Making The Decision (To Adopt)
I must admit, that from the time I was told I could not have children, my desire to be a father never waned. But disappointment was strong that I did not pursue sperm storage prior to beginning treatments. My oncologist ignored my age in exchange for timeliness of treatment, clearly a factor in surviving Hodgkin’s Disease. But to be told there was still a chance, more definitive testing could reveal that my body was still capable of producing baby batter. And if it were, then it was not a matter of being infertile, but rather a failure somewhere in the reproductive system, as perhaps as simple as a blockage.
After a repeat of the sperm count, I had a blood test done to test FSH, the hormone necessary in determining the ability to produce sperm. No or low FSH, the body is not producing sperm. End of story. But if normal level, the body is still making the hormone necessary to produce sperm. That would mean more tests, possibly a blockage. But, also, a possible blood heir.
But it was not to be, as my counts were too low. The plus side to that, is that there would be no delay in moving on to Wendy. My book on fertility was closed long ago, and I had resolved my issue.
Everything was checking out okay with Wendy, so we went ahead with artificial insemination, just placing the sperm inside. It had its chances for success and was less expensive that the test tube process. There were lots of hormone shots for her, no comfort for me. Sadly all six attempts failed, though one had given us quite a bit of hope. The doctor then told us, perhaps it was time to go to the next level.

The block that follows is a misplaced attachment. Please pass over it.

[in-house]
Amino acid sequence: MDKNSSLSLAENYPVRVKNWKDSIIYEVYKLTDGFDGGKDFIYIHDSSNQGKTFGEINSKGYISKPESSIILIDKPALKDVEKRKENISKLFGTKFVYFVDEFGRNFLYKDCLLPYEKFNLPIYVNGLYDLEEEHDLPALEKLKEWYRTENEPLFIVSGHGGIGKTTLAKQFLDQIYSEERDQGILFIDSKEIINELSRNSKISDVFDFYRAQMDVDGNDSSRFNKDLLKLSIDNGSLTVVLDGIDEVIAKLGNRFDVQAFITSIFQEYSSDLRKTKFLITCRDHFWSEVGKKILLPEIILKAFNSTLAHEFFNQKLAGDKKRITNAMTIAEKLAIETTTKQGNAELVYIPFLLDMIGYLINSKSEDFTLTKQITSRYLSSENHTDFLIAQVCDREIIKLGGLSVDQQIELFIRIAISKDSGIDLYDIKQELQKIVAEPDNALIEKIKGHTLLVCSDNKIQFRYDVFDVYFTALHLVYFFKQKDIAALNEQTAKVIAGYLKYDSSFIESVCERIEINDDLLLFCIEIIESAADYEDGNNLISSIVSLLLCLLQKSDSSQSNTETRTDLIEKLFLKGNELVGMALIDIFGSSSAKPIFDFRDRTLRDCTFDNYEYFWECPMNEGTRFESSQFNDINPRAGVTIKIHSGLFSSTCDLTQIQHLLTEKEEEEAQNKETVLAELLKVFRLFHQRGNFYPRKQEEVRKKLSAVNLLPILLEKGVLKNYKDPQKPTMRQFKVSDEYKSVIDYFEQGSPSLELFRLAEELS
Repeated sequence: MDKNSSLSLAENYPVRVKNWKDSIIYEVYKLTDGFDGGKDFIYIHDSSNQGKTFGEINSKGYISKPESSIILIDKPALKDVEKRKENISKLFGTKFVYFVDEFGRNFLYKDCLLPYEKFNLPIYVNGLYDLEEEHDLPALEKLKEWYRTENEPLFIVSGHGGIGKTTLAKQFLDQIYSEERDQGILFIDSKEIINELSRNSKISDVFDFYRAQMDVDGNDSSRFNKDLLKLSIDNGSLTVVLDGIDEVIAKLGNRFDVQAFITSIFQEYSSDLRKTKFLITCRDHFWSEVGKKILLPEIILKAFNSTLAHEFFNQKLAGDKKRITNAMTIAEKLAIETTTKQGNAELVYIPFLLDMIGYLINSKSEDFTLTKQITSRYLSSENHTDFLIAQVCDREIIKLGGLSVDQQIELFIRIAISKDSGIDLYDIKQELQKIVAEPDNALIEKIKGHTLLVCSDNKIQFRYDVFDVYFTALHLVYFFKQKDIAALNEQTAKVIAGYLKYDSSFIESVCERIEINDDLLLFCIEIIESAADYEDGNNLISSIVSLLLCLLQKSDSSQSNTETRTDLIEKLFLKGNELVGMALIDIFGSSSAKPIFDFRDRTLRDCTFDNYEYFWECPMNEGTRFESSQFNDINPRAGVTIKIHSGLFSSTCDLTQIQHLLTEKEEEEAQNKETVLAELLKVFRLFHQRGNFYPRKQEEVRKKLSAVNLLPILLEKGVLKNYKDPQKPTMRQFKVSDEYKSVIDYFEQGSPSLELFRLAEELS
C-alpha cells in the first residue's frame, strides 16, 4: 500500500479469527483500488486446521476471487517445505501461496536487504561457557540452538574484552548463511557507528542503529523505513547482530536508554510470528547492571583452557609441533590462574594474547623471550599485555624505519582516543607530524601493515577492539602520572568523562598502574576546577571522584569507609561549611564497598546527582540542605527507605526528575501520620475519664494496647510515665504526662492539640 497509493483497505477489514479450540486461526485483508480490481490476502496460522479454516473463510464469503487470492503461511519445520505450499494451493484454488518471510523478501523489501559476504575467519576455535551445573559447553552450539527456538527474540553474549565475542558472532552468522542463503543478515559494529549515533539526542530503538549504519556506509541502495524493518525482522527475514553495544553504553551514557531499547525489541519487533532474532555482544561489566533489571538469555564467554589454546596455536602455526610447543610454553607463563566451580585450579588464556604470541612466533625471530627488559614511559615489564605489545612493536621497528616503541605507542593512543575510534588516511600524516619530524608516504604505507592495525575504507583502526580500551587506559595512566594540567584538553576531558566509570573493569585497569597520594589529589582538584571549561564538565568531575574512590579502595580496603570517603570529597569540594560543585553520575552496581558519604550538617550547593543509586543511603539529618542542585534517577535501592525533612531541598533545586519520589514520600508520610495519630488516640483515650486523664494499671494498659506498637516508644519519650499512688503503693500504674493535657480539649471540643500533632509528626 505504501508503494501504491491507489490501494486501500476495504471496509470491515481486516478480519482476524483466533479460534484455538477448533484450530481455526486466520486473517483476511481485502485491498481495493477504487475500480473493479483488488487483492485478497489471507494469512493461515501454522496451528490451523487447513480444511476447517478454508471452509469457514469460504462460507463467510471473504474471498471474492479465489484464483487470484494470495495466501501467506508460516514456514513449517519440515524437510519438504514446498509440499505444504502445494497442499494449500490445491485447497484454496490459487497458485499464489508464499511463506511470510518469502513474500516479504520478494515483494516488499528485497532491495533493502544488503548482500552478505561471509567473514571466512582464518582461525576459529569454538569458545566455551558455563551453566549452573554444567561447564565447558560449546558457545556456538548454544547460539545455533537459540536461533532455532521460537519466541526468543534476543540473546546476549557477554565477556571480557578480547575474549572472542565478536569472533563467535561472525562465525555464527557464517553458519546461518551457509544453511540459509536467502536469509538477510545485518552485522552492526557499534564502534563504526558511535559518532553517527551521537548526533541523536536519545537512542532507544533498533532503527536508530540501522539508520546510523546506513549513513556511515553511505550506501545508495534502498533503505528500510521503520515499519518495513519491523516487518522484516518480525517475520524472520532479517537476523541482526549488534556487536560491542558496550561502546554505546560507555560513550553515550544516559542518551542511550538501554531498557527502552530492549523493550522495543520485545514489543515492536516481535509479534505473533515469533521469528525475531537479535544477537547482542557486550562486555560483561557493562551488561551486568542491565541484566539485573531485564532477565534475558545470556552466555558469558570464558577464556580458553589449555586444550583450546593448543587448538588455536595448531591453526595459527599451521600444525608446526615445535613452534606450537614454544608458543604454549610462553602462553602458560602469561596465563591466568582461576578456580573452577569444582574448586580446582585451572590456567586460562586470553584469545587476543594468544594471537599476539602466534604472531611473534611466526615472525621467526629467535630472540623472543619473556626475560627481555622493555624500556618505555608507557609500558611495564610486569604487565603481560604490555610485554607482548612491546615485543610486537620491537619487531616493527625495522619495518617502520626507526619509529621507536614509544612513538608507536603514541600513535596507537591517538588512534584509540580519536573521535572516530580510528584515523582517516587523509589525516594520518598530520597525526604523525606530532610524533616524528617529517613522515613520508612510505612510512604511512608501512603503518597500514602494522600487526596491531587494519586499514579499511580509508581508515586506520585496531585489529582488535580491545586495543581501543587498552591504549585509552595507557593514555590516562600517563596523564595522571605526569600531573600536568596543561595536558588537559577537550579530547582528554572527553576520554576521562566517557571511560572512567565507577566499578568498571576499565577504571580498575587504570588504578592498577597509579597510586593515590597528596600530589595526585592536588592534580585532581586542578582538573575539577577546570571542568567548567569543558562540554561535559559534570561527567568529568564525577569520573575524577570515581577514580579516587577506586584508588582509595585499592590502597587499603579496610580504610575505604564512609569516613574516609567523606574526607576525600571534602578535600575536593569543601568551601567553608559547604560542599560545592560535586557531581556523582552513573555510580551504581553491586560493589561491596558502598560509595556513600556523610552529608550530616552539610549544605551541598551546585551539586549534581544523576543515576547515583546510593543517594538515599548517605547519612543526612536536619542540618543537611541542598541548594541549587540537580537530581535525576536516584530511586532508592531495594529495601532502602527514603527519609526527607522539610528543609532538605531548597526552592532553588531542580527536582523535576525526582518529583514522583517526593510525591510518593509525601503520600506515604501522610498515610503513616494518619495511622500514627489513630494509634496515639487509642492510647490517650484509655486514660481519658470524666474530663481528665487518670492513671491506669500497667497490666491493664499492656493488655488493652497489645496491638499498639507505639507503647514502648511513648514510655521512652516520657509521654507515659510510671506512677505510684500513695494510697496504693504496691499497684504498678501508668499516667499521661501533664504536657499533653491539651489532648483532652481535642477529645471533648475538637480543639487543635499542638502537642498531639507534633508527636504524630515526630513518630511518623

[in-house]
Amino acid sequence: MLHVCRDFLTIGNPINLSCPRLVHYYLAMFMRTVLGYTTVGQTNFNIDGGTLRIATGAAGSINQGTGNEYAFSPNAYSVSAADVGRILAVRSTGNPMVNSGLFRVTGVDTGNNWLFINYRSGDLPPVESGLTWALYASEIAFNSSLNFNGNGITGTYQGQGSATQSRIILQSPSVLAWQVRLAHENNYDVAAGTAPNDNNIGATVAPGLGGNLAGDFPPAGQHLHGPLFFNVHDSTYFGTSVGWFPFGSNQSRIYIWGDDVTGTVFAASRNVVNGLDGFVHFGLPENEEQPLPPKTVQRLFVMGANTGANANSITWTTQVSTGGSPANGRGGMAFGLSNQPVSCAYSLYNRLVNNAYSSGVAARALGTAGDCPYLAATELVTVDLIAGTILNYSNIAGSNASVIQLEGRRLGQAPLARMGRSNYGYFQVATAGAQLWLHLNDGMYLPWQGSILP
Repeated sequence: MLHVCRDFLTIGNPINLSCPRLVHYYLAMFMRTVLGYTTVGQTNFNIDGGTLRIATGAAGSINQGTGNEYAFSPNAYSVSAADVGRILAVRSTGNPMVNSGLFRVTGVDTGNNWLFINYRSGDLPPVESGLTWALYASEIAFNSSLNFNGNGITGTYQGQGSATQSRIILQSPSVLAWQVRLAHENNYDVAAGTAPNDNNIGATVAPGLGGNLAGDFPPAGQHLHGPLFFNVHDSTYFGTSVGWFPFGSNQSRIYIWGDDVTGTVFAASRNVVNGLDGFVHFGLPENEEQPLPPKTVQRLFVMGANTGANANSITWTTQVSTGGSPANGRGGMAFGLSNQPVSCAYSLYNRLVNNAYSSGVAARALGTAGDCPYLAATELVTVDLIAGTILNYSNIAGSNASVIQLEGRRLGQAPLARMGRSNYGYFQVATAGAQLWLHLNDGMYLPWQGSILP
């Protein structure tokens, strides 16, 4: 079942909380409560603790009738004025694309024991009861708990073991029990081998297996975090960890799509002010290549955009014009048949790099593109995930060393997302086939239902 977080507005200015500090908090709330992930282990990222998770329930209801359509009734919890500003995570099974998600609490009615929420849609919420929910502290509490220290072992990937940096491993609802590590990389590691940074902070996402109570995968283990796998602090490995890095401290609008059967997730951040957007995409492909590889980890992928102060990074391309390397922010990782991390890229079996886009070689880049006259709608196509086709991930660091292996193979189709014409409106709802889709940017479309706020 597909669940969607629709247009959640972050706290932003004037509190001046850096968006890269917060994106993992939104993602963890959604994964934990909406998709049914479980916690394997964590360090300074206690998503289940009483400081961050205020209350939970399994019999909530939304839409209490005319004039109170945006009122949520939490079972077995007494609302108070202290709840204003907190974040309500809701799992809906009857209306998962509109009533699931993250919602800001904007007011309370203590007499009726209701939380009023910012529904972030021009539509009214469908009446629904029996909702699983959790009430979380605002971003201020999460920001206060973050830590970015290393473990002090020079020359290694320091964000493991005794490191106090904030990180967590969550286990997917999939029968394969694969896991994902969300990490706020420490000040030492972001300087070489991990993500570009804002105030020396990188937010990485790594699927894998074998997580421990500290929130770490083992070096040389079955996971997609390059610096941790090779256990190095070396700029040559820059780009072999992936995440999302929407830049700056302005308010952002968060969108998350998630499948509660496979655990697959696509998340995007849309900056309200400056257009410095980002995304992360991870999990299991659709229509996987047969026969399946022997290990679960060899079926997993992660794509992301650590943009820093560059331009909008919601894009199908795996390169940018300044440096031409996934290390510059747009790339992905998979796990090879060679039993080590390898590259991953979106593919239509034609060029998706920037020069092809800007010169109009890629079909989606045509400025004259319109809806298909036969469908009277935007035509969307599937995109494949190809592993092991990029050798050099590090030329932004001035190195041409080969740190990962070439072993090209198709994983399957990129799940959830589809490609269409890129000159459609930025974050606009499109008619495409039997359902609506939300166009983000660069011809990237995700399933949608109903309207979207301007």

We had spent so much money so far, with no results. Wendy grew frustrated as success was not happening. We were at a crossroad because we were running out of time and money. The new process was extremely expensive and like the artificial insemination, was not a sure thing. Or, we could consider adoption. That also was not a sure thing, but had a better chance of success. We were running out of time and running out of money. And the decision had to be made while coming to terms that she may not be able to give birth, infertility. Wendy was a normal healthy female, okay, mid 30′s at that point, but had no reason to think she was unable to get pregnant. Whether male or female, having to deal with being infertile, emotionally it can be devastating. As I said, I had already come to terms with it in my past, but Wendy had no reason to suspect. Now, without grieving for her loss, she now had to move forward and make a decision now.
The best advice that I could give Wendy, and this was her body, her decision to make, was simply put: “do you want to be a mom, or do you want to give birth?” It was a harsh question and unfair, but it was the only way that Wendy could see the overall picture in the short time and funds we possessed. It was not until several years later that she finally accepted the fact that she could not give birth, which is not the same as being infertile, just cold not give birth.
Wendy made the decision, which I supported, that being a mother was the most important consideration. Together, we decided to pursue adoption. The only thing left to decide was they types of adoption, closed or open, domestic or international.
We contacted several agencies only making actual contact with one that would give us the time of day. Most others never bothered to return our calls, or were judgemental because of me having a prior marriage. But the one agency that accepted our call, spoke with us for close to an hour, answering all of our questions, and then invited us to informational meetings.
It was at that meeting, that we met a little girl who had recently been adopted from China. She was an adorable and pleasant little girl and just melted our hearts. Wendy and I knew this is what we were going to choose. Within several months, our dossier of paperwork would be in the process to bring home our oldest, Madison.